Angela Merkel’s response to Europe’s refugee crisis has earned the German leader a reputation the world over as a modern-day Jeanne d’Arc, a bold defender of Western ideals against a populist onslaught.
“I have immeasurable respect for Angela Merkel,” former U.S. Vice President Al Gore said during a visit to Berlin this week. “I think she’s an outstanding leader faced with a very difficult set of challenges.”
While that view persists across much of the West, at home, questions about her leadership are growing louder by the day. Beyond the domestic concerns, more and more of Merkel’s erstwhile allies are asking a question still considered sacrilegious among much of Germany’s establishment: Is she tearing Europe apart?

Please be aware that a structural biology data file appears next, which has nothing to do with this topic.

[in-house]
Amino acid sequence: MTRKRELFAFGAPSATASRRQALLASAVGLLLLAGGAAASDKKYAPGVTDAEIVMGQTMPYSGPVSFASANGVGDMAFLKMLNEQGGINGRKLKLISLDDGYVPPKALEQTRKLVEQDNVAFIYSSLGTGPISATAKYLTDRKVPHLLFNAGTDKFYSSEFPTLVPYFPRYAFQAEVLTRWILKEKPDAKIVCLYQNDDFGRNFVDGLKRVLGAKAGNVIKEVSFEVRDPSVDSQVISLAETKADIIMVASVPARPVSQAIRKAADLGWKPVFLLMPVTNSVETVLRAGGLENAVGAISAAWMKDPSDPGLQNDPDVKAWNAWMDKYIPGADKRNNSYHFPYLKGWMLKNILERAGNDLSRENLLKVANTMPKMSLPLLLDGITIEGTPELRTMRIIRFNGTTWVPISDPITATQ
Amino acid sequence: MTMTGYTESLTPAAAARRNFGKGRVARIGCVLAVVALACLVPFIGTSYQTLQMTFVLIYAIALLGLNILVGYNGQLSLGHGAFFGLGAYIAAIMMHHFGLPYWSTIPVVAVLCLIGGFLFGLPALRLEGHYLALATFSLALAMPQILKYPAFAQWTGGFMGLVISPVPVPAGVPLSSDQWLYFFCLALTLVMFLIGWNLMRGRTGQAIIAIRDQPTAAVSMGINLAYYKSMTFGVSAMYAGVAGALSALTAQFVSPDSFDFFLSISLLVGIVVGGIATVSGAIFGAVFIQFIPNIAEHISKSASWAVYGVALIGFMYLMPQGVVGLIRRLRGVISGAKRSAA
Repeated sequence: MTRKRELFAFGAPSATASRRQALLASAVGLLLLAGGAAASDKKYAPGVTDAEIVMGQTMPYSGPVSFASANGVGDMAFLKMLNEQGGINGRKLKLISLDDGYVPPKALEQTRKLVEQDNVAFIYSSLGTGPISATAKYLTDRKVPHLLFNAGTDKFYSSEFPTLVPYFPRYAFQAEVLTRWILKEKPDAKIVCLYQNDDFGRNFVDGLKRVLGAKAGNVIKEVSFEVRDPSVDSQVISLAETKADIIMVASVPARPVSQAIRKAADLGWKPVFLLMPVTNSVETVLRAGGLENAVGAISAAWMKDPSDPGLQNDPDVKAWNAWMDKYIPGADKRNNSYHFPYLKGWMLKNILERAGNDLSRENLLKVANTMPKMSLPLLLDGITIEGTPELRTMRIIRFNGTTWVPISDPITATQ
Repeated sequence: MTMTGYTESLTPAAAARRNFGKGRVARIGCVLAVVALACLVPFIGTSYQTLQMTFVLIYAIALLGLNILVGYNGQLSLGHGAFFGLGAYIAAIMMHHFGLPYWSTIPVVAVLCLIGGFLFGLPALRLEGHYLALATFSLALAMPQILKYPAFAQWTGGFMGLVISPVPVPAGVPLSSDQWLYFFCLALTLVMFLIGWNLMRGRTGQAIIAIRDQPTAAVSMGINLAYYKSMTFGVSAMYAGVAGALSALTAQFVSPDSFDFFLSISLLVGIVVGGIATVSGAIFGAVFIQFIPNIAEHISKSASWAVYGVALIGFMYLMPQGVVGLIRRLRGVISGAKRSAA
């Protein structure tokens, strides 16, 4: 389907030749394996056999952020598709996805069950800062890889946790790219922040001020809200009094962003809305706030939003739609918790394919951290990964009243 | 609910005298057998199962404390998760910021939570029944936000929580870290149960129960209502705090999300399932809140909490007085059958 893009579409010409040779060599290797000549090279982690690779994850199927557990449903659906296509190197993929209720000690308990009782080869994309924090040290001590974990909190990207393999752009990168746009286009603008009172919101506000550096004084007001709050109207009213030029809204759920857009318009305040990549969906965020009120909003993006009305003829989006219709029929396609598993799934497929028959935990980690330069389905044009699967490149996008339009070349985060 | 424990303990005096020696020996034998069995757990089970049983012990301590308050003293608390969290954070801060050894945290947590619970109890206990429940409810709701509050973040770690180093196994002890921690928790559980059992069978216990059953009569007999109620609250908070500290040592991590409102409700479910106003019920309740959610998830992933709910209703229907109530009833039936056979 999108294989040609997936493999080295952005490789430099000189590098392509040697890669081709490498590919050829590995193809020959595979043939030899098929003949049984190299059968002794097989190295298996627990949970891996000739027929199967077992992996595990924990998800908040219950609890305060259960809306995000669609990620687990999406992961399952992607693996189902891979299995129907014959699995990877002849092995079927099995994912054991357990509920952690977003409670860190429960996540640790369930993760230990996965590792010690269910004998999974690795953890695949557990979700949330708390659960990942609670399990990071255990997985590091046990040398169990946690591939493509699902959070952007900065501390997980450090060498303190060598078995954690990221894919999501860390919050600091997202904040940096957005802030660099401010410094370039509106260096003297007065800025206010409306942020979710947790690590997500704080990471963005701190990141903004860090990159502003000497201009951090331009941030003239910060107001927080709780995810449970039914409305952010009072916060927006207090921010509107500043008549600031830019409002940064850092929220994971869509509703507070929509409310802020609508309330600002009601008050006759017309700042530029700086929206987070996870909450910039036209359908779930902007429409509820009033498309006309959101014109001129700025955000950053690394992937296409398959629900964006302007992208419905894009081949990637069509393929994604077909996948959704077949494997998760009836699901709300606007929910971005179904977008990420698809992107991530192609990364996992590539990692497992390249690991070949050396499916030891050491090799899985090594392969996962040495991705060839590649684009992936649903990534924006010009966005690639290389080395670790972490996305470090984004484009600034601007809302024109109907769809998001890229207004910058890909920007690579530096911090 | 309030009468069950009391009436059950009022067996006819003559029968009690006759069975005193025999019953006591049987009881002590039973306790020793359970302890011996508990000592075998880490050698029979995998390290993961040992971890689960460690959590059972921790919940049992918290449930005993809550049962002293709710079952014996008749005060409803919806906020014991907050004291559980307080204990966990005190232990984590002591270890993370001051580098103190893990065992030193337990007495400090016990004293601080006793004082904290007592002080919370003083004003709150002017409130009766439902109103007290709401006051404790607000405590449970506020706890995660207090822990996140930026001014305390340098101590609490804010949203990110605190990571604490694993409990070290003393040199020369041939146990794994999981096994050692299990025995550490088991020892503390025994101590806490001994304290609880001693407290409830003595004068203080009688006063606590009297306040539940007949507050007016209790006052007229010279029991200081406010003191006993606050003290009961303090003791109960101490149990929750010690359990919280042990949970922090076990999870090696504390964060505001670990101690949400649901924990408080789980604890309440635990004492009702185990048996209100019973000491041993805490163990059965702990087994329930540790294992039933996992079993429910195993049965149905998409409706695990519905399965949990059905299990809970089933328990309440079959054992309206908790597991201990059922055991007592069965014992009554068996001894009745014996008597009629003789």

“Dear Angela Merkel, after nearly 13 years as chancellor, the only thing Europe has left for you is animosity,” Malte Pieper, a correspondent of the normally staid German public broadcaster ARD said in a commentary this week that created waves in Berlin. “All the meetings in recent months have illustrated this. Help to finally stop Europe from veering toward division instead of unity! Make room in the chancellery for a successor.”